It's gotten easier and easier to make chiptune music (or at least, music that sounds like chiptune music), but for the most part, you'll still need to have some sort of digital audio workstation like Logic or Pro Tools.
For those who want to record a simple chip melody without loading up a complicated audio program, there's Pulseboy, a very cool, intuitive sequencer program made by Roger Hicks.
The program, which is endearingly designed to look like the screen of a GameBoy, lets you easily sequence tones, play them back, and quickly bounce them to a .WAV file. It's a snap to use, as demonstrated by Hicks in this video:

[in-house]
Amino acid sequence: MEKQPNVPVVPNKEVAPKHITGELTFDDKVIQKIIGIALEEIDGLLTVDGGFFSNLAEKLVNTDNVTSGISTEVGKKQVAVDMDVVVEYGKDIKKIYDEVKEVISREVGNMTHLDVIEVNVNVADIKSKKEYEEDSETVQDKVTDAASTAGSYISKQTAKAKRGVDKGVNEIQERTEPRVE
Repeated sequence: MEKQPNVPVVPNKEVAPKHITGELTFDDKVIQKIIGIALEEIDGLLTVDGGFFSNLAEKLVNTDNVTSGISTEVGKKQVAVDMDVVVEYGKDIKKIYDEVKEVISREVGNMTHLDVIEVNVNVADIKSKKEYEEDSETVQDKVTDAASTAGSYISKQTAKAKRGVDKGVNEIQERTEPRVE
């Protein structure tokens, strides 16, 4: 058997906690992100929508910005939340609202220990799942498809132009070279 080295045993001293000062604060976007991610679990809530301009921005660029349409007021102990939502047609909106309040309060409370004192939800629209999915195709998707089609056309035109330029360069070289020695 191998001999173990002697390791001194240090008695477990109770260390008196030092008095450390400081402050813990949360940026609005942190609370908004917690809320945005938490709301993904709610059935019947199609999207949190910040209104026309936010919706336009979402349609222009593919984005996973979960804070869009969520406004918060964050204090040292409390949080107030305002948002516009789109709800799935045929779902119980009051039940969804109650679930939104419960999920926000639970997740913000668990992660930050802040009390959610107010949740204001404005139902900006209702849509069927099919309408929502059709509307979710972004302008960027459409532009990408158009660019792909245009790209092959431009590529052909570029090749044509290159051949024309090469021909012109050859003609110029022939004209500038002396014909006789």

You can easily change the waveform of the sound you're getting—I've been messing around with it, and it's really easy to make all kinds of melodies.
Hicks emailed to let us know about Pulseboy, and shared a little bit about what inspired him to create it. He says he was inspired by the online sound-effect maker BXFR and wanted to create something similar for music.
"Before releasing it to the public I found myself using pulseboy whenever I was out and about and didn't have access to my desktop," Hicks writes. "It allowed me to quickly record my ideas without much hassle. I'd just pull up the site anywhere and start creating music. Of course I don't expect anyone to abandon their more advanced/professional music creation tools but this can be used to record simple ideas and introduce beginners to music composition in a tracker based form."
While Pulseboy won't replace Reason or Cubase anytime soon, it's a lot of fun to play around with, and would make for a great tool for game jams, student projects, or really, anyone who just wants to mess around with cool sounds on their computer.